Nicaragua paper runs blank front page in protest of Ortega government
By Ismael Lopez MANAGUA (Reuters) - Nicaragua's oldest and most-widely read newspaper published its Friday edition with a blank front page in protest against what it says is the government's withholding of ink, paper and other materials needed for its printing press since September. In a Friday editorial, the La Prensa newspaper asked: 'Have you imagined living without information?,' and complained that the government of leftist President Daniel Ortega had impounded its supply of printing materials for 20 weeks. 'We don't know how much longer we can keep printing the newspaper
By Ismael Lopez
MANAGUA (Reuters) - Nicaragua's oldest and most-widely read newspaper published its Friday edition with a blank front page in protest against what it says is the government's withholding of ink, paper and other materials needed for its printing press since September.
In a Friday editorial, the La Prensa newspaper asked: "Have you imagined living without information?," and complained that the government of leftist President Daniel Ortega had impounded its supply of printing materials for 20 weeks.
"We don't know how much longer we can keep printing the newspaper. Maybe two more months, maybe until tomorrow," Jaime Chamorro, director of La Prensa, told Reuters by phone.
Human rights organizations and independent media say the Ortega government is attacking freedom of expression.
The government recently shut down a broadcaster and held two reporters on terrorism and hate-incitement charges, while a judge ordered the arrest of three more.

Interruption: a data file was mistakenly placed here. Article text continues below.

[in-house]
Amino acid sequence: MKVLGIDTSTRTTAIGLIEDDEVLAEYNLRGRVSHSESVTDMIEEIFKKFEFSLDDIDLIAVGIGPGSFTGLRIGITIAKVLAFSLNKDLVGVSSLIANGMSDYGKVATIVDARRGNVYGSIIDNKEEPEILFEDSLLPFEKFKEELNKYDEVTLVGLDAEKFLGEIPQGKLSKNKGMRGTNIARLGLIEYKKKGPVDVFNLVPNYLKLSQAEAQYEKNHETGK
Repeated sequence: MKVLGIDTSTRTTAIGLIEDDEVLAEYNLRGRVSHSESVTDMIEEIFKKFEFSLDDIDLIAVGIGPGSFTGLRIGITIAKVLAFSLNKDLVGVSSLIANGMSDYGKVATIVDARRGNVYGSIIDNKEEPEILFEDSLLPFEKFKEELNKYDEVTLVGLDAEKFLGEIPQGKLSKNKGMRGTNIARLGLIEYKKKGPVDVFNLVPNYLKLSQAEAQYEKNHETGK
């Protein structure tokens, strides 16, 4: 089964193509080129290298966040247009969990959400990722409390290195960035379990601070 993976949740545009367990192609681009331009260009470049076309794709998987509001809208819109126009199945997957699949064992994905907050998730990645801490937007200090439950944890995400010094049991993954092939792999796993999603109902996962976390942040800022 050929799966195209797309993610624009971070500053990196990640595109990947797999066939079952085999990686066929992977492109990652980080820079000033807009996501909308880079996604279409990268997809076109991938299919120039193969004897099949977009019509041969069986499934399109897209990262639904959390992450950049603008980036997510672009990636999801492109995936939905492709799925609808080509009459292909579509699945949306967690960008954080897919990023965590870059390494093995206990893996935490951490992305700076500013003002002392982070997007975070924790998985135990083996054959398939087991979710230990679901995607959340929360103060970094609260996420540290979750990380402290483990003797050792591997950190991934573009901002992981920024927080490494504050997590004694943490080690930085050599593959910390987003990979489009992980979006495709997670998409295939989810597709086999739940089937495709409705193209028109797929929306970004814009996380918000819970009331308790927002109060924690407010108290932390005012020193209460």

The newspaper said customs agents at the behest of the government have been withholding imports of paper and ink in retaliation for critical coverage of simmering political tensions in the Central American country.
Since April 2018, Nicaragua has been experiencing one of its worst crises since a civil war in the 1980s.
Protests raged for months before a government clampdown reined them in, but more than 300 people were killed during that time and over 500 incarcerated, according to the Nicaraguan Center for Human Rights, one of the groups the government has blacklisted.
Rights groups say four radio stations and one TV station have closed, while dozens of journalists have been beaten and threatened.
Nicaragua's customs authority was not available for comment on the accusations made by La Prensa. The government did not respond to a request for comment.
The Ortega administration maintains there is freedom of expression in the country and has accused the opposition of seeking to mount a coup to oust him.
(Writing by Anthony Esposito, editing by G Crosse)
This story has not been edited by Firstpost staff and is generated by auto-feed.
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